Five short films that were nominated for or won Academy Awards will be shown at the Nickelodeon Theater this weekend.
The 2000-01 Summer Film Festival is a new addition to the Juneau Arts and Humanities Council's programming. Usually the organization does not schedule events during the summer, but that policy could change if the festival is successful, said Sybil Davis, JAHC executive director.
"If people really like it, we can do it in the summer annually," Davis said. "I just thought that we'd give it a try."
Davis had wanted to show "Old Man and the Sea," an animated short film that won the 2000 Academy Award, for some time. But at 22 minutes, it was too brief to base a program on.
Then Dave Hunsaker, a local artist and screenwriter, told her about a film festival of shorts he saw in Santa Monica, Calif. Davis decided to bring those films up to pad the program.
"This whole program was highly recommended by Dave," Davis said. "We really appreciate hearing from local residents things that they feel Juneau would appreciate and benefit from, and we really do respond to requests and suggestions from local residents."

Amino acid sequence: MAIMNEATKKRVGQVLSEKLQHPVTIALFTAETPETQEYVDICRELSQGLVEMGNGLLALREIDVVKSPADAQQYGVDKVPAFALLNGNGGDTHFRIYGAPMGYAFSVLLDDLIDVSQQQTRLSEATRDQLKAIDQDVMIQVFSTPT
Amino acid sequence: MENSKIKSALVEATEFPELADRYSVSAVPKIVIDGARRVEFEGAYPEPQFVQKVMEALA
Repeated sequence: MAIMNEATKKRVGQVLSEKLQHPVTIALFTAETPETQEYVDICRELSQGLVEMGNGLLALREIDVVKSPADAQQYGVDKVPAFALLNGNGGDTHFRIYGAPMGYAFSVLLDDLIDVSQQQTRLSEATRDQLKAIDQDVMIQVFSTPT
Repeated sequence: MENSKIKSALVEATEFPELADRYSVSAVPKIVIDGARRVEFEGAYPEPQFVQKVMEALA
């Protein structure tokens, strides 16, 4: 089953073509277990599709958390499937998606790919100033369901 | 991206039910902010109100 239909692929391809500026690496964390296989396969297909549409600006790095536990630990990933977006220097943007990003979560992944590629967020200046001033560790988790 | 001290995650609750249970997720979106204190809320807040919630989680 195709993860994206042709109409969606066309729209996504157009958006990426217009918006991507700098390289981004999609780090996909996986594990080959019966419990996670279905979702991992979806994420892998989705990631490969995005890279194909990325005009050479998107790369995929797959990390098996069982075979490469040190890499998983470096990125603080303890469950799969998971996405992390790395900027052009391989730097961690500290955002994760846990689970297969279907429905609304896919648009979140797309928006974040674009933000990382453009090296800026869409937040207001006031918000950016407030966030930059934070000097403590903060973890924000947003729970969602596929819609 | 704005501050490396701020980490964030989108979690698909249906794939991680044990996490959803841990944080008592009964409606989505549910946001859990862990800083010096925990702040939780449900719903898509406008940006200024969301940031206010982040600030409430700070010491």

Responding did take some time. In addition to "Old Man and the Sea," the program includes 2001 winner "Father and Daughter," 2001 nominees "The Periwig Maker" and "Seraglio," and "Quiero Ser," winner of an Honorary Foreign Film Award at the 2001 Student Academy Awards.
Each of the five films has a different distributor, and tracking them down was a complicated process.
"It was fun," Davis said. "It was like a scavenger hunt and I was determined. ... It just took a lot of phone calls and e-mails and pleading."
The films cover an array of genres and subjects. Three - "Old Man," "Father and Daughter" and "Periwig" - are animated. The 29,000 hand-painted frames of "Old Man and the Sea" tell the story of an old fisherman's battle with a giant marlin. In "Father and Daughter," years pass as a girl waits for her father to return, and in "Periwig," a man becomes fascinated with a red-haired child in plague-infested London.
"Quiero Ser" and "Seraglio" are live-action films dealing with - respectively - orphans on the streets of Mexico City and a housewife's quest for love.
Hunsaker saw most of the films and found "Father and Daughter" especially appealing.
"It's done without a single word," he said. "It's all in these really charming little sepia drawings. It's just really simple and really beautiful."
The film festival may inspire local filmmakers to enter an upcoming short-film competition in Haines, Davis said.
"Hopefully these short films and animations will spur people into thinking about their own creations," Davis said. "People who love film might consider possibly trying to make one."
The Nickelodeon Theater is in the Emporium Mall downtown. The films will be shown at 7 and 9 p.m. Friday, at 2, 4, 7 and 9 p.m. Saturday, and at 2, 4 and 7 p.m. Sunday. Regular and advance tickets can be purchased at the door; the cost is $7 for adults and $3 for students and seniors. Donations will be accepted.